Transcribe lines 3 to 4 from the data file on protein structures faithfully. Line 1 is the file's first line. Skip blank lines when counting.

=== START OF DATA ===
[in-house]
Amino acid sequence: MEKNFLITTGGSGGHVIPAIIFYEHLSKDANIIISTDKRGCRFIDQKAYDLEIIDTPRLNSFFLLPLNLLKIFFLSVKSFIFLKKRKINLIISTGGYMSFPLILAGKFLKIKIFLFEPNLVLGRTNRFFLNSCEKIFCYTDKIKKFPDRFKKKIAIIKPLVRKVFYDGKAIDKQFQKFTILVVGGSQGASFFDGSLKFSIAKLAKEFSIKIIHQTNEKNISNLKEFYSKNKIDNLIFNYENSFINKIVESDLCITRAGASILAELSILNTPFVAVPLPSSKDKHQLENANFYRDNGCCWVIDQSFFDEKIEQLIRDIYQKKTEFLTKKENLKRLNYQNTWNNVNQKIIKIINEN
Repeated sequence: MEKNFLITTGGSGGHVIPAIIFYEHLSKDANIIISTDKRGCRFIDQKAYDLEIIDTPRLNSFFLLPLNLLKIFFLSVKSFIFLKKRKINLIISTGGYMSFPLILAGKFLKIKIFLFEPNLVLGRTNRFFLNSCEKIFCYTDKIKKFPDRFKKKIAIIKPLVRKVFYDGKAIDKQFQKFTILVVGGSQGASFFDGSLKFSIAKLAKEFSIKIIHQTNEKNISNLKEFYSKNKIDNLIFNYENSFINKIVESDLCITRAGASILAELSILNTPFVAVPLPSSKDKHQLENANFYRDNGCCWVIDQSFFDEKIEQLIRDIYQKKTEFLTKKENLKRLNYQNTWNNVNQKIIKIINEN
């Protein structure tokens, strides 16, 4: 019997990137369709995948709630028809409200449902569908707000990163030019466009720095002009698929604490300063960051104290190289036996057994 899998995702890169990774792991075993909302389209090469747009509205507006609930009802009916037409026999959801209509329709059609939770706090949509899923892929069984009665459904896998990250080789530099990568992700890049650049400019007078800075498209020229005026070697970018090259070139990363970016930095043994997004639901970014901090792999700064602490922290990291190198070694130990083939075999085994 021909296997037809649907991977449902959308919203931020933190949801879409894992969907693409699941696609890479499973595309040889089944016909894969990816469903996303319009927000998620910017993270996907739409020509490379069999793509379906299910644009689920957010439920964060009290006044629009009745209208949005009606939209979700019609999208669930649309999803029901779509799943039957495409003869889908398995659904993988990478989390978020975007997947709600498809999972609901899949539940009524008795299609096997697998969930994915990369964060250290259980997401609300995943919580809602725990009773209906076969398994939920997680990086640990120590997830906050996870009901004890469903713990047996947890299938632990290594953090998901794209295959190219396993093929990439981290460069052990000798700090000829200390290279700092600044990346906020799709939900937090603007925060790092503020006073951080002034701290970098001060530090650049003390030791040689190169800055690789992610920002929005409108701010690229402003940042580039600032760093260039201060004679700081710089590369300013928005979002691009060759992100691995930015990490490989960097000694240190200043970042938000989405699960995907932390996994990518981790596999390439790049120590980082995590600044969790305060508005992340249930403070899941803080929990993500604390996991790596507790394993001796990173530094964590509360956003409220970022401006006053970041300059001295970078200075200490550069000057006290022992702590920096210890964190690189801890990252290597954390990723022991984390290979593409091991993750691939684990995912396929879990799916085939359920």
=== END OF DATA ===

Repeated sequence: MEKNFLITTGGSGGHVIPAIIFYEHLSKDANIIISTDKRGCRFIDQKAYDLEIIDTPRLNSFFLLPLNLLKIFFLSVKSFIFLKKRKINLIISTGGYMSFPLILAGKFLKIKIFLFEPNLVLGRTNRFFLNSCEKIFCYTDKIKKFPDRFKKKIAIIKPLVRKVFYDGKAIDKQFQKFTILVVGGSQGASFFDGSLKFSIAKLAKEFSIKIIHQTNEKNISNLKEFYSKNKIDNLIFNYENSFINKIVESDLCITRAGASILAELSILNTPFVAVPLPSSKDKHQLENANFYRDNGCCWVIDQSFFDEKIEQLIRDIYQKKTEFLTKKENLKRLNYQNTWNNVNQKIIKIINEN
């Protein structure tokens, strides 16, 4: 019997990137369709995948709630028809409200449902569908707000990163030019466009720095002009698929604490300063960051104290190289036996057994 899998995702890169990774792991075993909302389209090469747009509205507006609930009802009916037409026999959801209509329709059609939770706090949509899923892929069984009665459904896998990250080789530099990568992700890049650049400019007078800075498209020229005026070697970018090259070139990363970016930095043994997004639901970014901090792999700064602490922290990291190198070694130990083939075999085994 021909296997037809649907991977449902959308919203931020933190949801879409894992969907693409699941696609890479499973595309040889089944016909894969990816469903996303319009927000998620910017993270996907739409020509490379069999793509379906299910644009689920957010439920964060009290006044629009009745209208949005009606939209979700019609999208669930649309999803029901779509799943039957495409003869889908398995659904993988990478989390978020975007997947709600498809999972609901899949539940009524008795299609096997697998969930994915990369964060250290259980997401609300995943919580809602725990009773209906076969398994939920997680990086640990120590997830906050996870009901004890469903713990047996947890299938632990290594953090998901794209295959190219396993093929990439981290460069052990000798700090000829200390290279700092600044990346906020799709939900937090603007925060790092503020006073951080002034701290970098001060530090650049003390030791040689190169800055690789992610920002929005409108701010690229402003940042580039600032760093260039201060004679700081710089590369300013928005979002691009060759992100691995930015990490490989960097000694240190200043970042938000989405699960995907932390996994990518981790596999390439790049120590980082995590600044969790305060508005992340249930403070899941803080929990993500604390996991790596507790394993001796990173530094964590509360956003409220970022401006006053970041300059001295970078200075200490550069000057006290022992702590920096210890964190690189801890990252290597954390990723022991984390290979593409091991993750691939684990995912396929879990799916085939359920």